After the concerts in both Kiev and Moscow, the orchestra’s musicians “adjourned to the youth cafés to sit in on jam sessions with the local hipsters” at a time when the remaining embers of Nikita Khrushchev’s Thaw had yet to be extinguished by Brezhnevian conservatism. When not performing, the orchestra especially enjoyed a local tour of Kiev, which involved stops at the St. Sophia Cathedral, the “gruesome” Kiev catacombs, and the old city gate, which reminded the orchestra of “Moussorgsky and his ‘Palace at an Exhibition’.”
From Ukraine, the orchestra traveled further south, deep into the Caucasus region, a part of the Soviet Union where no American orchestra had ever performed before. “We were not far from Turkey or from Iran,” Barksdale recalled. “We found a wholly different kind of people from what we had found in either Moscow or Kiev.” In Tbilisi, capital of Soviet Georgia, the orchestra received a warm welcome from the GEORGIAN authorities. Observing the city’s annual May Day Parade from the windows at the Hotel Tbilisi, they also received cheers from local Tbilisians. At the time of the orchestra’s arrival, preparations for the parade “were almost complete,” with women planting flowers and “enlarged likenesses of Mikoyan, Kosygin, Brezhnev, and Georgian political figures dominating the eye.”
Earlier, while the orchestra was still in Kiev, the Georgian authorities had extended an invitation to them to perform an evening May Day concert. In response, the orchestra members voted to give up their free day and accept the Georgian invite. It was to be their first concert in Soviet Georgia, performed at Tbilisi’s National Opera Theater, a neo-Moorish structure, the theater was completed in 1851, under the patronage of Prince Mikhail Vorontsov, the Tsar’s governor of the Caucasus. For their performances in Georgia, Barksdale recalled that the Georgian government ordered the construction of a platform over the orchestra pit specifically to accommodate the visiting American orchestra. The stage, he remembered, was “enclosed in a set from the fourth act of ‘Othello.’”
On the first night, the orchestra delighted a “capacity crowd” that seemed to grow with every evening. Given the limited number of seats, the Georgian authorities provided room for more and more standees with each new concert. The attendance was such that even standing room was not enough. “Crowds which couldn’t get in the hall milled about for blocks,” recounted Barksdale. On the night of the first concert, “every square inch of space in the opera house was occupied and people were often sitting two in one seat,” so much so that Barksdale and Szell worried about what might happen in the case of an emergency. Such an incident occurred when a thunderstorm caused a power outage in the middle of the concert. However, the audience did not panic and waited patiently for the matter to be promptly remedied.
Afterwards, the jovial and gregarious Georgians treated the orchestra to a traditional Georgian keipi (i.e., festive feast) at a restaurant on David Mountain (Mount Mtatsminda), overlooking Tbilisi and the Kura River. The view reminded Barksdale of STOUFFER’S Top of the Town in Cleveland, and in his notes, he even dubbed it the “Top of the Town of the Caucasus.” As recounted by Time, the orchestra was “serenaded by Georgian folk singers” at this “sumptuous banquet” and the Georgians were quick to set aside Cold War political differences in favor of cultural celebration. “As one Tbilisian put it, inviting the musicians to join him in a drink: ‘Viet Nam, nyet! But you, yes!’,” the magazine wrote. Orchestra members also explored Tbilisi’s colorful bazaars, and, outside Tbilisi, the orchestra ventured to historical Mtskheta, the former capital of Georgia and one of the republic’s oldest cities. Although disheartened by the decline in attendance at religious services, Barksdale nevertheless noted the Georgians’ tolerance toward religion and was struck by the fact that locals could still worship “without interference” from the atheistic Soviet state.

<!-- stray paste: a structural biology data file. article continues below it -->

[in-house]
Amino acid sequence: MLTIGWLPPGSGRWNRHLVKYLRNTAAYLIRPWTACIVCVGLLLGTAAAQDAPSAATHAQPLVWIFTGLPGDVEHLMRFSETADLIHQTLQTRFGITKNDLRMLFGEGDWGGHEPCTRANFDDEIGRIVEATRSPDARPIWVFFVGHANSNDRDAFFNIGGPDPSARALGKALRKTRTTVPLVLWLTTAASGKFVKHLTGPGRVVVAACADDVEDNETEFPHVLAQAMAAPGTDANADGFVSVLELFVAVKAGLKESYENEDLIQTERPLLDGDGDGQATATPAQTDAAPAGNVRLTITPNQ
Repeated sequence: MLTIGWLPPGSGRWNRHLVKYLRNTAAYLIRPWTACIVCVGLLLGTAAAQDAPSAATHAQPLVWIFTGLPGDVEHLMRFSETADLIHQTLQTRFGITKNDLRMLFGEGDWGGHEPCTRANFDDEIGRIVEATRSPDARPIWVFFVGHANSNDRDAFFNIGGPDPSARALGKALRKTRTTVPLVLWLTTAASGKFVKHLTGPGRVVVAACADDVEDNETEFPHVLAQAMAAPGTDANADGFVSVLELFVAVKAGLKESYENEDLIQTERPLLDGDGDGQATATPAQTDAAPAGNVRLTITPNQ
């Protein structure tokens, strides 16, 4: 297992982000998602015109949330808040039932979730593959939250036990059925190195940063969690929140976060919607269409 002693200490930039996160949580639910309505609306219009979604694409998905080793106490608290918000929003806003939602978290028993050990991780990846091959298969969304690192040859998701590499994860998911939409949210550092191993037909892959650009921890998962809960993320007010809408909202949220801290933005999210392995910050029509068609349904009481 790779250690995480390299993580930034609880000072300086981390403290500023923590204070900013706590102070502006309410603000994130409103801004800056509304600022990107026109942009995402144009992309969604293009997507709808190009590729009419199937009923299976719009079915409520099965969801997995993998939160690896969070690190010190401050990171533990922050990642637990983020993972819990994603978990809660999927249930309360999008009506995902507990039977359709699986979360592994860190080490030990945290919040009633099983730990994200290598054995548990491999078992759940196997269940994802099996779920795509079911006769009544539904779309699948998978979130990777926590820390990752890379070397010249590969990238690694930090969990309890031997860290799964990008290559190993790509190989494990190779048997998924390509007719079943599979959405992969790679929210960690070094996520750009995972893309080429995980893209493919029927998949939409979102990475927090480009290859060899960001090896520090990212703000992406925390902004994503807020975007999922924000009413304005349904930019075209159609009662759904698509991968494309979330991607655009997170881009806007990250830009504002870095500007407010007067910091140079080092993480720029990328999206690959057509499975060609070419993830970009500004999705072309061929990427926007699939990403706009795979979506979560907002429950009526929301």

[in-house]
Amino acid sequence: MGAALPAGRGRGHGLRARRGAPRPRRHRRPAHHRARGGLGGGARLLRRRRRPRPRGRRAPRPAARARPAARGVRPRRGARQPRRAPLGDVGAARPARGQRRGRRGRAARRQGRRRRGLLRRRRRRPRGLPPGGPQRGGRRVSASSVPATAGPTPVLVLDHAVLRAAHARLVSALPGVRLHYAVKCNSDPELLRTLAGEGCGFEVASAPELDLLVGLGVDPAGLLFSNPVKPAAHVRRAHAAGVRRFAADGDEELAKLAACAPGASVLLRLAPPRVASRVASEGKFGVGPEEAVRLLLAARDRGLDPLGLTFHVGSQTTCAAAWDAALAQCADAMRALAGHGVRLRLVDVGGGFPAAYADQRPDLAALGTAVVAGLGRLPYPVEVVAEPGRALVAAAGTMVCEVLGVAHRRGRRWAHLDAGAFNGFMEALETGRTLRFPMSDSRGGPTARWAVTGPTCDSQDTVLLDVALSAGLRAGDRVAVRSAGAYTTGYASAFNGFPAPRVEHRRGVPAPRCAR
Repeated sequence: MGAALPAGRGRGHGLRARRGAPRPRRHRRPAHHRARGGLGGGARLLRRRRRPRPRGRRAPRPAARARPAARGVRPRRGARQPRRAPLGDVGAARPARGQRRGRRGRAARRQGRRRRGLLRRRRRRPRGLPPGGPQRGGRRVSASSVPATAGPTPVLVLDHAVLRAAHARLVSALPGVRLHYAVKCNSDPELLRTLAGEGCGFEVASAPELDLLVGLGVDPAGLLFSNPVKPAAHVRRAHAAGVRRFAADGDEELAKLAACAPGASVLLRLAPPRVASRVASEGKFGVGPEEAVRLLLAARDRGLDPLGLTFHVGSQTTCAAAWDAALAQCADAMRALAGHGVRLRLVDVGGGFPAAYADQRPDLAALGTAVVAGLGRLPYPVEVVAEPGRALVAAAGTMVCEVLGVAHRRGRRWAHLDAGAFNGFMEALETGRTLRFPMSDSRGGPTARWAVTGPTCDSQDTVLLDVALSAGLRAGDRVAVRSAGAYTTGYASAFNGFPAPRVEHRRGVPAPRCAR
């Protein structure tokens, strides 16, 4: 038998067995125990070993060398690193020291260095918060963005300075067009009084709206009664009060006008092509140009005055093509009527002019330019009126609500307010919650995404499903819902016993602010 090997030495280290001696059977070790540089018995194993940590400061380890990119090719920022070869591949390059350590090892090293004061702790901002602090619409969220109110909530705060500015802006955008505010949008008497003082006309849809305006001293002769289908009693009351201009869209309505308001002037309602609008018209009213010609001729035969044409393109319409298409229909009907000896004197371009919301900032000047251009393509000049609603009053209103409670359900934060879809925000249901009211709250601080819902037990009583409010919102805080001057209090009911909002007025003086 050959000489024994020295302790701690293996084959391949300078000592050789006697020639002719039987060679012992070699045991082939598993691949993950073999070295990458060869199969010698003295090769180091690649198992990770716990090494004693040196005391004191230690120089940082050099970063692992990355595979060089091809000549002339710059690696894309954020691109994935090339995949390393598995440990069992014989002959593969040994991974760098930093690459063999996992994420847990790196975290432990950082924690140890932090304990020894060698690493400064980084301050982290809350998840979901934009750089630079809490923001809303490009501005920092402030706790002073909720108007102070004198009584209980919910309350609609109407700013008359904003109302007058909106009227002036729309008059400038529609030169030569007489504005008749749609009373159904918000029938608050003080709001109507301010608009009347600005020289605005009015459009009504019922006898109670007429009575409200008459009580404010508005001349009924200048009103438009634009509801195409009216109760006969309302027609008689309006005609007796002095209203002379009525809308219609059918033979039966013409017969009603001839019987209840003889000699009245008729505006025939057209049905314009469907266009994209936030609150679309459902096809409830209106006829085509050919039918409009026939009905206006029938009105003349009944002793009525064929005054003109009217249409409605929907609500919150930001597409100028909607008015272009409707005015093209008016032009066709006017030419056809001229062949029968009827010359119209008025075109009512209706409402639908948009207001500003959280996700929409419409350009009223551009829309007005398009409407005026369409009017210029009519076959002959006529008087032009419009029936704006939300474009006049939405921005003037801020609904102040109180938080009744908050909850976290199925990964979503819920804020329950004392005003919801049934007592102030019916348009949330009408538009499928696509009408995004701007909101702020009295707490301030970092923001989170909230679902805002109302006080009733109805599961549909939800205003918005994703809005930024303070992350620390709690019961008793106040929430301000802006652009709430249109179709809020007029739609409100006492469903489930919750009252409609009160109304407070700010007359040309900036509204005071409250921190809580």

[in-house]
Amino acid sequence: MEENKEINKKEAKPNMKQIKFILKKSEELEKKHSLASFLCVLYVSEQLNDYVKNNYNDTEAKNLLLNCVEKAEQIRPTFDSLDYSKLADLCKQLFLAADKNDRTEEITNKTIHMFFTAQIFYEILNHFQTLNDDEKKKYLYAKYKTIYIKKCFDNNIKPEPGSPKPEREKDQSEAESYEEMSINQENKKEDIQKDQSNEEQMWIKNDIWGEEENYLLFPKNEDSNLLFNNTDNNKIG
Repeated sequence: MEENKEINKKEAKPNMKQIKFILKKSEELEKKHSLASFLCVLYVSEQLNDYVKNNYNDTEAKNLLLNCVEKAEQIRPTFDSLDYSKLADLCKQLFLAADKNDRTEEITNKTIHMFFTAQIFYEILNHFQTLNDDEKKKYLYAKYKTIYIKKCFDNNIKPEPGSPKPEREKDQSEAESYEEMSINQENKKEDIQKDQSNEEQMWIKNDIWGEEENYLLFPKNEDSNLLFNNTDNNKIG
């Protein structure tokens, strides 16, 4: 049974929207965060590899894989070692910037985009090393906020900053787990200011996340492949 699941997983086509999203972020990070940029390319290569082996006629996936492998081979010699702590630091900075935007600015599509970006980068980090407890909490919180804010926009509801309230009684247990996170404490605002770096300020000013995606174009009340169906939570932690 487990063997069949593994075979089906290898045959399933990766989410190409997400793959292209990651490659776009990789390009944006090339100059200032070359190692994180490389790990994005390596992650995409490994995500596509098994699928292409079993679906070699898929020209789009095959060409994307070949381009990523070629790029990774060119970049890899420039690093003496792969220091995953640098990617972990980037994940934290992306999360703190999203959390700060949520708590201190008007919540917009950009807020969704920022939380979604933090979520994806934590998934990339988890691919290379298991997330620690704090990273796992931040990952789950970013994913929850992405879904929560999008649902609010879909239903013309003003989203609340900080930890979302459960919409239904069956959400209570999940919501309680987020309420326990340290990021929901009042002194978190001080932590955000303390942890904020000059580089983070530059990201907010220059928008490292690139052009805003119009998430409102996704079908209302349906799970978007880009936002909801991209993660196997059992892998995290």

The orchestra’s next stop on their itinerary was to be the ARMENIAN capital Yerevan, an engagement that may have been encouraged by Mikoyan, given his close ties with Soviet Armenian officials. En route from Georgia to Armenia via bus and automobile, the visiting musicians passed through northwestern Azerbaijan, just north of Armenian-inhabited Nagorno-Karabakh. In Barksdale’s words, “we went over passes of more than eight thousand feet and we saw villages and settlements that could be seen nowhere else except in the National Geographic.” In some of these villages, into which tourists at the time “seldom” ventured, “houses were made of mud, and the only fuel [were] the bricks they made of dung and straw.”
Arriving across the border into Soviet Armenia, the orchestra was greeted by members of the Armenian Philharmonic Society with a significant reception at Lake Sevan. At a restaurant overlooking the lake, they admired its turquoise waters and feasted on its famed ishkhan (“prince”) trout, “served cold with a light dressing and much Armenian cognac.” Like British Prime Minister Winston Churchill before them, the orchestra was especially fond of the cognac, which they hailed as “the best cognac that we tasted in Eastern Europe.” The feast was peppered by several toasts and the visiting musicians found the Armenians to be just as “wonderfully warm and hearty” as the Georgians. They even engaged in a “jam session” with Armenian duduk players, and later decided to purchase duduks of their own in Yerevan.
From Sevan, the orchestra traveled to Yerevan, where they performed at the Yerevan Opera Theatre to a Beatles-like reception. “We had some of our most enthusiastic audiences in Yerevan,” Barksdale recalled. As Time put it, “[In] Yerevan, hundreds of fans attempted to batter their way into the concert hall, and heavy police reinforcements had to be rushed in to quell the riot. Pianist John Browning, 31, whose brilliant interpretation of Barber's Concerto for Piano and Orchestra was one of the critical highlights of the tour, attracted an avid following of young girls, who stormed the stage crying ‘John, John . . . oh, John!’ When Violinist Gino Raffaelli was spotted on the street, the volatile Armenians demanded an impromptu sidewalk recital. He complied.”